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- More from Drinks
Appleton Estate Releases 50 Year Old Jamaica Rum - Jamaica Independence Reserve
Posted: June 22, 2012
How do you age a spirit for 50 years?
According to Joy Spence, master blender of Appleton Estate, which has just released a commemorative rum with a half-century of maturation, you strive to retard evaporation, you do twice-yearly taste tests for quality, you perform a special filtration and, if need be, you chain the barrels to the floor of the warehouse to make sure they don't disappear.
Appleton Estate 50 Year Old Jamaica Rum - Jamaica Independence Reserve is a bottling that has been planned since before the island gained its independence from the United Kingdom on August 6, 1962. Spence was going to take no chances the spirit would reach its semi-centennial intact. "I felt like Atlas the whole time," she says, in reference to the Greek god fabled to have born the heavens on his shoulders.
We're glad Spence made the effort. The rum is of historic caliber with a range of flavors and overall gravity that befits its 50 years in oak, but without being too tannic.
Perhaps that's because it was planned that way from the beginning. With America's own 236th birthday coming on July 4 and the 200th anniversary of the War of 1812 just having been marked this past Tuesday, it might have been easy to forget the coming 50th year of the island nation to our south. But Appleton, the oldest rum maker in Jamaica, didn't.
The barrels for this commemoration were laid down and specified for this purpose even before Jamaica officially gained independence. Twenty-four barrels were originally selected by Spence's predecessor and mentor, the master blender Owen Tulloch, under whom she did 16 years of tutelage.
Of the original casks—ex-Bourbon barrels, which had been shipped as staves to Jamaica and reassembled by coopers at Appleton Estate—only 13 made it through the process due to inevitable evaporation in the strong Caribbean heat. From that, 800 bottles were filled, which will sell for $5,000 each.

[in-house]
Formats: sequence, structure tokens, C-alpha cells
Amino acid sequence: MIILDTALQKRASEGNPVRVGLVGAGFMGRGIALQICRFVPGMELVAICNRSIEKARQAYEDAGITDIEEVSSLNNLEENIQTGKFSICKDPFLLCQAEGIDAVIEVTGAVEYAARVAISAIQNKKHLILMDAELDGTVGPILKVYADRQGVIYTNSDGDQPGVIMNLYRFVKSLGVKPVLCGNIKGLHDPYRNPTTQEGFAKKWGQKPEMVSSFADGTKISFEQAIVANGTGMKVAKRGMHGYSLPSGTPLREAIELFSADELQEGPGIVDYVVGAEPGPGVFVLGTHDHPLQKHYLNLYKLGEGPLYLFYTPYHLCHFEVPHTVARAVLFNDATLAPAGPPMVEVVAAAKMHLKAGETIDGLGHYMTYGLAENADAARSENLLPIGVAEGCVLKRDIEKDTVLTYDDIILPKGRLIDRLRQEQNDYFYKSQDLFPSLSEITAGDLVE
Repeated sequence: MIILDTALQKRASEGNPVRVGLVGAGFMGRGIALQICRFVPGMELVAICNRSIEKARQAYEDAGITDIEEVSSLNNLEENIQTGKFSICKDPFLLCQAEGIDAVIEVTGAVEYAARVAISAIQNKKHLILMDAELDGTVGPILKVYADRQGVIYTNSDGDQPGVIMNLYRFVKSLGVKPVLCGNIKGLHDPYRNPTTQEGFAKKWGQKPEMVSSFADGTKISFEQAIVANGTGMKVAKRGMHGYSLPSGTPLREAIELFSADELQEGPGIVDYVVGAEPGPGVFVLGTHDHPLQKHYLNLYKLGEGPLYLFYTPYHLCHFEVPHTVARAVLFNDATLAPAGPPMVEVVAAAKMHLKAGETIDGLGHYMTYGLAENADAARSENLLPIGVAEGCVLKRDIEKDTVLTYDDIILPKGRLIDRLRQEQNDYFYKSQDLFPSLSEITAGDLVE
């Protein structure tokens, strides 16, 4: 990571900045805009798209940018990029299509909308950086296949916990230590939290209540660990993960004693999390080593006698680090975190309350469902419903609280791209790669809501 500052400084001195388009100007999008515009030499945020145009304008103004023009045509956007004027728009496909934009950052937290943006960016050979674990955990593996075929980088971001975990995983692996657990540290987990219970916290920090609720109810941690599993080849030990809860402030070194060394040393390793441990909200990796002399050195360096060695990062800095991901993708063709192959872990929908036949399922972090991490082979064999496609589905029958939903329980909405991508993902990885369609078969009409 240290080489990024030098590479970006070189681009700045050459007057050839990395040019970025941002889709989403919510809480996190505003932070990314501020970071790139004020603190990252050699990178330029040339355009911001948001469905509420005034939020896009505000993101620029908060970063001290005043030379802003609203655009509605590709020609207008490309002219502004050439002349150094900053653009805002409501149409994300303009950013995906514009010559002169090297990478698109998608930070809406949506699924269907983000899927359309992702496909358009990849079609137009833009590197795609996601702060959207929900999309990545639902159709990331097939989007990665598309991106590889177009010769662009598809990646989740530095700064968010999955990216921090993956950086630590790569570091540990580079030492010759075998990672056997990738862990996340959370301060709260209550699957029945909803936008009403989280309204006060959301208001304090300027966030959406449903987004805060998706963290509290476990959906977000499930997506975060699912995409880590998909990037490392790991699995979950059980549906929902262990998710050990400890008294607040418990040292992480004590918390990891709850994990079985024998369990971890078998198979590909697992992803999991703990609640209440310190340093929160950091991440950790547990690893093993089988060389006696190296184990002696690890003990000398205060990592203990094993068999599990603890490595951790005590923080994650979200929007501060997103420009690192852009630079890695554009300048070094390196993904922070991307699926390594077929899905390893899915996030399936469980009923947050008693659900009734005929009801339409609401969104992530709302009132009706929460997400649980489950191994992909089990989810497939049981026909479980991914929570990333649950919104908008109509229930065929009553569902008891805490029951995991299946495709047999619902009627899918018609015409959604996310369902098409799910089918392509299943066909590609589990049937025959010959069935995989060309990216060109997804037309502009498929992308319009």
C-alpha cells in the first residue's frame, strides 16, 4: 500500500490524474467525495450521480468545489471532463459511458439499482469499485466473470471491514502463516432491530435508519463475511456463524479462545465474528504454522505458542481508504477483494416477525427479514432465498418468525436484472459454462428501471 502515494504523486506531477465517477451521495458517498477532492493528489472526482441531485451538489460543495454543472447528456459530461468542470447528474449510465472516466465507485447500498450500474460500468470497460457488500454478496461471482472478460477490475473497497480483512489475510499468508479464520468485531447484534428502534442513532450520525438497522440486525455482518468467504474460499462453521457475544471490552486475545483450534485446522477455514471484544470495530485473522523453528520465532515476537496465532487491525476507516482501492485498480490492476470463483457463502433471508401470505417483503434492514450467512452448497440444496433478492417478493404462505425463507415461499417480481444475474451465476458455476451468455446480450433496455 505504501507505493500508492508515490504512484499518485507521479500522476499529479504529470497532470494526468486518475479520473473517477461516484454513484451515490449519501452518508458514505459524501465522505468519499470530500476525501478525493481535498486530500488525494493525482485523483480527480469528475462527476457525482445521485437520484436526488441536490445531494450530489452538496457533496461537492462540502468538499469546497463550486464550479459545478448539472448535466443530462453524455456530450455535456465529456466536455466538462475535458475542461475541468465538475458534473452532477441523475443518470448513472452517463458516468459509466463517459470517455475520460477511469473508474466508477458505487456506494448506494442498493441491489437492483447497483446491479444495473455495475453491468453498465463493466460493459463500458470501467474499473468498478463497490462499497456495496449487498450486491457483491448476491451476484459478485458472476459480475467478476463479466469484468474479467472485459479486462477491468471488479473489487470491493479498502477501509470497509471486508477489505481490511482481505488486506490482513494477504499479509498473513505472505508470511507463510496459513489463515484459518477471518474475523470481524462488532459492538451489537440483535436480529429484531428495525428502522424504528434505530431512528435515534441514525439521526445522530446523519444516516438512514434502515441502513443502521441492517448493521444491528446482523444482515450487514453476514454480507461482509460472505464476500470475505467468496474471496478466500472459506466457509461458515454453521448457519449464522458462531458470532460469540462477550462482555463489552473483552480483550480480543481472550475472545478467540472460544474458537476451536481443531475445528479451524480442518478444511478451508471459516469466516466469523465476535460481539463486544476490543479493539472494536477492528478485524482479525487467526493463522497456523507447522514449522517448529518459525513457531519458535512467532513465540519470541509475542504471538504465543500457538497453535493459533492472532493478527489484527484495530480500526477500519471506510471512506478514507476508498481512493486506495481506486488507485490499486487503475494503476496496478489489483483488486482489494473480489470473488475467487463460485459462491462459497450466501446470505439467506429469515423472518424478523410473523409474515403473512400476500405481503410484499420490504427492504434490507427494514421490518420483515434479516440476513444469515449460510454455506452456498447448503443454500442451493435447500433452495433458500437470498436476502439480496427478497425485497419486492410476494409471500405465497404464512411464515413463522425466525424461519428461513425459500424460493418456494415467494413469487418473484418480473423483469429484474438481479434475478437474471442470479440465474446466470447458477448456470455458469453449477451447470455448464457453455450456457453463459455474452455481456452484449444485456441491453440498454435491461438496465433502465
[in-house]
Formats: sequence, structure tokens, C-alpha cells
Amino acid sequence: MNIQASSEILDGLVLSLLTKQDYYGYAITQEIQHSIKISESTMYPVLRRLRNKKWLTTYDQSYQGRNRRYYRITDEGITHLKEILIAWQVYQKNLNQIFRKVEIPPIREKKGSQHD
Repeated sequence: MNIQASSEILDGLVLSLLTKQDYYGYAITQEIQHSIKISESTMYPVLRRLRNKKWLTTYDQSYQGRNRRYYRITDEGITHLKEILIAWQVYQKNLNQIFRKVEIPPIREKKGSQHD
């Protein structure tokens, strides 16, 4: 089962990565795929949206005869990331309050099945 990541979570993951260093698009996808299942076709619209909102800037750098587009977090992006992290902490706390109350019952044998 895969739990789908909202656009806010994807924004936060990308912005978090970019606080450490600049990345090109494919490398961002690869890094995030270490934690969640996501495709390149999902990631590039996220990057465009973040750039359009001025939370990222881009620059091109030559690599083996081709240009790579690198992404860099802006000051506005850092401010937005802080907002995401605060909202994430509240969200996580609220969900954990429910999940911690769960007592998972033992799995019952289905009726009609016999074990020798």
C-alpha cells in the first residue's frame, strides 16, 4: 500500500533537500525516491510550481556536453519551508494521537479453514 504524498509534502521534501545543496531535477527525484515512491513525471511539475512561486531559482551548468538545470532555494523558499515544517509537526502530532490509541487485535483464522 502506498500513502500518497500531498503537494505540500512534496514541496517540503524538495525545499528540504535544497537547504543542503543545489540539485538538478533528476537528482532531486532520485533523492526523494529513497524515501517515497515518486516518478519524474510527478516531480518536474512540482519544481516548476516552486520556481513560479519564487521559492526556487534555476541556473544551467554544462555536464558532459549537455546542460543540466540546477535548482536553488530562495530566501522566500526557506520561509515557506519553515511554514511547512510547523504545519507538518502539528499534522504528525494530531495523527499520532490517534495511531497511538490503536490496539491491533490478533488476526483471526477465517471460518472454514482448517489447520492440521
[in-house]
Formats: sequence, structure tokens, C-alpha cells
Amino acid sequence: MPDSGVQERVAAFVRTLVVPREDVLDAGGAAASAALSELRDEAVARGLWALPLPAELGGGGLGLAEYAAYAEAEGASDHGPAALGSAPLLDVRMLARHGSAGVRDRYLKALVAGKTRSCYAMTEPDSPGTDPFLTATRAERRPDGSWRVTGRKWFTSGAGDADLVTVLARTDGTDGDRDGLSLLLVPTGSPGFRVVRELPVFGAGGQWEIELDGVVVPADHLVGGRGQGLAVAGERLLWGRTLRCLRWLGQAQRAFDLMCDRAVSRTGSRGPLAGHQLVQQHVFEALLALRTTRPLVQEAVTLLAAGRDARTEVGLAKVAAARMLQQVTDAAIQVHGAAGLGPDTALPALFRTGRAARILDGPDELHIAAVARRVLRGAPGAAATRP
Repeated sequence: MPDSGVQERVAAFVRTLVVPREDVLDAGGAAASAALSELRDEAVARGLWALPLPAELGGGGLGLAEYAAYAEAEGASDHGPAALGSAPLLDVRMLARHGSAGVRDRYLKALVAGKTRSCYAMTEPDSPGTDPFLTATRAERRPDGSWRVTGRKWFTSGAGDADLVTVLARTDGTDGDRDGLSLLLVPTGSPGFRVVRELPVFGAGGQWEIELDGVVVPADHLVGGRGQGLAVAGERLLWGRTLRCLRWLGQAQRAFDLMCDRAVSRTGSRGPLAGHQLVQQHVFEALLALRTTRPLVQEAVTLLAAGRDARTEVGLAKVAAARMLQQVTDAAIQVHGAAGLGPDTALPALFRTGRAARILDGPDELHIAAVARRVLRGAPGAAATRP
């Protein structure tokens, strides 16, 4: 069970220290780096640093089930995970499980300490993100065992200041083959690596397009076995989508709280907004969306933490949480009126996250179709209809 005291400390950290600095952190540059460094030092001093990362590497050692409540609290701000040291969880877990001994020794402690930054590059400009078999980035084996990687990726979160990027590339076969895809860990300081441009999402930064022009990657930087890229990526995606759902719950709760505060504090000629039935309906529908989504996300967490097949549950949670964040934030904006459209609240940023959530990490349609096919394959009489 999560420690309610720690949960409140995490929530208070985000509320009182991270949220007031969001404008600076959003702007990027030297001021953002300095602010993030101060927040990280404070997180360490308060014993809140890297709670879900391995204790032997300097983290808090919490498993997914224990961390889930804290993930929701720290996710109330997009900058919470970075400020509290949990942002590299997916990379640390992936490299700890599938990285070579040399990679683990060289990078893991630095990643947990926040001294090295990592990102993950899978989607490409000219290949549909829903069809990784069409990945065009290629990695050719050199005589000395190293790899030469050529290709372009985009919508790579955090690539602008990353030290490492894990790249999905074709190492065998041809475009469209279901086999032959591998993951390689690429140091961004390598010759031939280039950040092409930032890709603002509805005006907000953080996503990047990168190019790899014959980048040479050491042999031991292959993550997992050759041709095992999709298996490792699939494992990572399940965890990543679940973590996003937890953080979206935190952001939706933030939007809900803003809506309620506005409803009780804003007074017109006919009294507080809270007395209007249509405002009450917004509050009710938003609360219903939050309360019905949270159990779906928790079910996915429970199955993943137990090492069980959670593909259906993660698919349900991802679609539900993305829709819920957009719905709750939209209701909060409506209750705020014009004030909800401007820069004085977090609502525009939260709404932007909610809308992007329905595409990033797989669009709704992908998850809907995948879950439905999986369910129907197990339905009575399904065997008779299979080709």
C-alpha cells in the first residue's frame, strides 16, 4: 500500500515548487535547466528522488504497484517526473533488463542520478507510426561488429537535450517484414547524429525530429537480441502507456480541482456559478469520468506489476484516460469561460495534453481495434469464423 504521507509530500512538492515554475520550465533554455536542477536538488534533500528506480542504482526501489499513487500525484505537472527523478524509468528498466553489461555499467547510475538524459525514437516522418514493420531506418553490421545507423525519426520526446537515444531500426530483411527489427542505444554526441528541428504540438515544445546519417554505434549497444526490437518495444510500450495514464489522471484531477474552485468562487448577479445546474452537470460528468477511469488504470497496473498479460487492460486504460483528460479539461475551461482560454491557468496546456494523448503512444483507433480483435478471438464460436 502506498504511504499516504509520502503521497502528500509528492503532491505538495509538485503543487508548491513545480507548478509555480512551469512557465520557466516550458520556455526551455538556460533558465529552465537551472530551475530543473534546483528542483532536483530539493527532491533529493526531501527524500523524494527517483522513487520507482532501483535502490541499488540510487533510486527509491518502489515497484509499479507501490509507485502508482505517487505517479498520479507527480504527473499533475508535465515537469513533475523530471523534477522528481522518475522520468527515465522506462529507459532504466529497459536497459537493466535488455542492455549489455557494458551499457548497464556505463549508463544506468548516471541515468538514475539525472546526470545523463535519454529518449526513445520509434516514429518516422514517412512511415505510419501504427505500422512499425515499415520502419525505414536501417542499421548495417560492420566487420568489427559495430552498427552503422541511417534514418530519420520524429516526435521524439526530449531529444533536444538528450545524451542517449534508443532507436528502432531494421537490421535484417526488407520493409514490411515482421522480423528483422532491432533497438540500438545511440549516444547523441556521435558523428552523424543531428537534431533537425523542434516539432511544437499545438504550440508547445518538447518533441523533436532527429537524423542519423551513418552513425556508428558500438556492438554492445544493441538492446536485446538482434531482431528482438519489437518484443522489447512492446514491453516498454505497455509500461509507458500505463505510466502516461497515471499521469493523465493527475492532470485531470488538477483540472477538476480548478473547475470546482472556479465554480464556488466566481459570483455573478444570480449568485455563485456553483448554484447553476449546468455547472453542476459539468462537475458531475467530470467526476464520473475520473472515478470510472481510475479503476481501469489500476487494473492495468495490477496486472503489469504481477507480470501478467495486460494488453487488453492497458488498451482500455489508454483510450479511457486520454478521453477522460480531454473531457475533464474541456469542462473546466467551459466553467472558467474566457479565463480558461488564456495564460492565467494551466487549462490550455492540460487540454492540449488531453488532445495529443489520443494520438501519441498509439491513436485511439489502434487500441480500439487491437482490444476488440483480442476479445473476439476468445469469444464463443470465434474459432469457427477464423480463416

Spence says the barrels were separated from the general population not because they were seeking special aging conditions, but because they want to secure them and make sure the rum wasn't otherwise used in the ensuing half-century. At one point Spence actually made the decision to have the casks chained to the warehouse floor. She says that it was made very clear to her that "your tenure will be very short-lived if you lose those barrels."
The barrels for the 50-year-old held a combination of pot-stilled and column-stilled rums. Spence declines to specify what percentage of each made it into the final blend.
The master blender says that the challenge with such an old rum was to make it smooth, with a honey character, but to unsure that it didn't have an overpowering wood character. That was achieved by performing a double chill-filtration at the end of the aging process.
Rules for labeling aged rum are not standardized worldwide. The age statement on a bottle may reflect an average age of the rum inside or simply the oldest rum in the bottle. However Appleton adheres to the English standard—ironically the very country from which the island had gained its independence—in labeling for age. All of the rum in the bottle is as old or older than the age statement.
For your five grand, you also get a magnificent presentation in packaging that took about a year to formulate, according to Spence.
The bottle is a crystal decanter, produced by Glencairn Crystal of the United Kingdom and designed after the curvaceous shape of other Appleton vessels. The brass and cork stopper is finished in gold, and gold screen printing on the bottle reflects a host of national symbols of Jamaica.
The rum is presented in a black lacquered gift box with gold-finished brass hinges. It contains a commemorative booklet that outlines Jamaica’s march to Independence and the journey of the 50-year-old rum.
(Cigar pairings on next page)
Appleton Estate 50 Year Old Jamaica Rum - Jamaica Independence Reserve (90 proof, or 45 percent alcohol by volume, $5,000)
APPEARANCE: Dense, dark amber, almost molasses color, with a hint of green-tinged copper. Chunky legs that take forever to make their way down the glass.
NOSE: Solid honey and molasses aromas are joined by banana, soft spices and a graham cracker note.
PALATE: Licorice hits the tip of the tongue and then explodes across the palate with hints of maple sugar, vanilla, cinnamon, more banana and honey.
FINISH: The finale is where this lovely rum distinguishes itself, insistently going on and on like a pinball game where the ball would rather continue to light up the bumpers (in this case the above tasting notes) again and again than to drop.
My Father Flor de las Antillas (90 points, Cigar Insider)
This medium-to-full-bodied Nicaraguan puro is full of leather, spice and nuts. Paired with the rum, it causes the Appleton’s licorice notes to pop even more intensely. The rum returns the favor, coaxing rich wood flavors from the cigar
Juan Lopez Selección No. 2 (92 points, Cigar Insider)
This medium-bodied Cuban cigar features meat, toast, leather and coffee. With the rum, it develops some unexpected fruit notes. Once again the addition of the cigar evokes the licorice in the Appleton as well as some fruit (cherries) previously undetected. While both cigars made good pairings, this the winner of the tasting. You’ll find yourself going back and forth, wondering whether it’s the rum that makes the cigar so good or vice versa.
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